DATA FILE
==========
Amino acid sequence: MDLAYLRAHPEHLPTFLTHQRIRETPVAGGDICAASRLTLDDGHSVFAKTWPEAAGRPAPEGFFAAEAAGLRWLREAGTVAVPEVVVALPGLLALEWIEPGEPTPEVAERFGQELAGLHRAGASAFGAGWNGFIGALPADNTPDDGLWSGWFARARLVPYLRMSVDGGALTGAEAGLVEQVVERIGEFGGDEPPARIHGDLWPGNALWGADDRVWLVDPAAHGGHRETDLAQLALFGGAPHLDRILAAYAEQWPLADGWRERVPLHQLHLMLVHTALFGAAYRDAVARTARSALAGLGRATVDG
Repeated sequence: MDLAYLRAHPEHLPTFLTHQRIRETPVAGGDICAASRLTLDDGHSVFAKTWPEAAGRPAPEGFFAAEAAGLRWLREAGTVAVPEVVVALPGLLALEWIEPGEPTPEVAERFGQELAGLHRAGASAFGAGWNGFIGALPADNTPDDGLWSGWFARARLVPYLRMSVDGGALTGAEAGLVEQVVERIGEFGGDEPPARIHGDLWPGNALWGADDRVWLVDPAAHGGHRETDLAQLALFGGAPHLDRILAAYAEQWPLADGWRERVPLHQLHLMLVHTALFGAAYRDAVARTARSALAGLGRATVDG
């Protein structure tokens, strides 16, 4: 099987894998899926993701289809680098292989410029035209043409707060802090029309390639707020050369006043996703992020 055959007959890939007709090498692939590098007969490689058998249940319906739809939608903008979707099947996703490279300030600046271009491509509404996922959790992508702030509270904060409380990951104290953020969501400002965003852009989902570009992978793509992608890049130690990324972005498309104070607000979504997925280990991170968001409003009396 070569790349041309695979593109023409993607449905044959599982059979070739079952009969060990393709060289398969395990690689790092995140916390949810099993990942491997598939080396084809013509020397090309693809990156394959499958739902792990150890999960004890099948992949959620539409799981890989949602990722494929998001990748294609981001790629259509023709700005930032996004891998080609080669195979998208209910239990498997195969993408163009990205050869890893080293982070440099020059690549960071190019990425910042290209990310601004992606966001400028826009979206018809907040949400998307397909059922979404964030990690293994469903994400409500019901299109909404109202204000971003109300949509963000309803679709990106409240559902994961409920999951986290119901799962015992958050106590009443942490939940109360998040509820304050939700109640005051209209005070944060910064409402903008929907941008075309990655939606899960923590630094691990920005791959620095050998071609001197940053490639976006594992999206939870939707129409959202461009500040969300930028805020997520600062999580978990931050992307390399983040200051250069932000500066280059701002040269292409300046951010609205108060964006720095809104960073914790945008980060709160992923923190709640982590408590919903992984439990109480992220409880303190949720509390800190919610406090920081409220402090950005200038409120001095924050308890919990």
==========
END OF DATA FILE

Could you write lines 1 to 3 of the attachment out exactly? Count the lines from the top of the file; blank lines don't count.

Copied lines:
Amino acid sequence: MDLAYLRAHPEHLPTFLTHQRIRETPVAGGDICAASRLTLDDGHSVFAKTWPEAAGRPAPEGFFAAEAAGLRWLREAGTVAVPEVVVALPGLLALEWIEPGEPTPEVAERFGQELAGLHRAGASAFGAGWNGFIGALPADNTPDDGLWSGWFARARLVPYLRMSVDGGALTGAEAGLVEQVVERIGEFGGDEPPARIHGDLWPGNALWGADDRVWLVDPAAHGGHRETDLAQLALFGGAPHLDRILAAYAEQWPLADGWRERVPLHQLHLMLVHTALFGAAYRDAVARTARSALAGLGRATVDG
Repeated sequence: MDLAYLRAHPEHLPTFLTHQRIRETPVAGGDICAASRLTLDDGHSVFAKTWPEAAGRPAPEGFFAAEAAGLRWLREAGTVAVPEVVVALPGLLALEWIEPGEPTPEVAERFGQELAGLHRAGASAFGAGWNGFIGALPADNTPDDGLWSGWFARARLVPYLRMSVDGGALTGAEAGLVEQVVERIGEFGGDEPPARIHGDLWPGNALWGADDRVWLVDPAAHGGHRETDLAQLALFGGAPHLDRILAAYAEQWPLADGWRERVPLHQLHLMLVHTALFGAAYRDAVARTARSALAGLGRATVDG
């Protein structure tokens, strides 16, 4: 099987894998899926993701289809680098292989410029035209043409707060802090029309390639707020050369006043996703992020 055959007959890939007709090498692939590098007969490689058998249940319906739809939608903008979707099947996703490279300030600046271009491509509404996922959790992508702030509270904060409380990951104290953020969501400002965003852009989902570009992978793509992608890049130690990324972005498309104070607000979504997925280990991170968001409003009396 070569790349041309695979593109023409993607449905044959599982059979070739079952009969060990393709060289398969395990690689790092995140916390949810099993990942491997598939080396084809013509020397090309693809990156394959499958739902792990150890999960004890099948992949959620539409799981890989949602990722494929998001990748294609981001790629259509023709700005930032996004891998080609080669195979998208209910239990498997195969993408163009990205050869890893080293982070440099020059690549960071190019990425910042290209990310601004992606966001400028826009979206018809907040949400998307397909059922979404964030990690293994469903994400409500019901299109909404109202204000971003109300949509963000309803679709990106409240559902994961409920999951986290119901799962015992958050106590009443942490939940109360998040509820304050939700109640005051209209005070944060910064409402903008929907941008075309990655939606899960923590630094691990920005791959620095050998071609001197940053490639976006594992999206939870939707129409959202461009500040969300930028805020997520600062999580978990931050992307390399983040200051250069932000500066280059701002040269292409300046951010609205108060964006720095809104960073914790945008980060709160992923923190709640982590408590919903992984439990109480992220409880303190949720509390800190919610406090920081409220402090950005200038409120001095924050308890919990």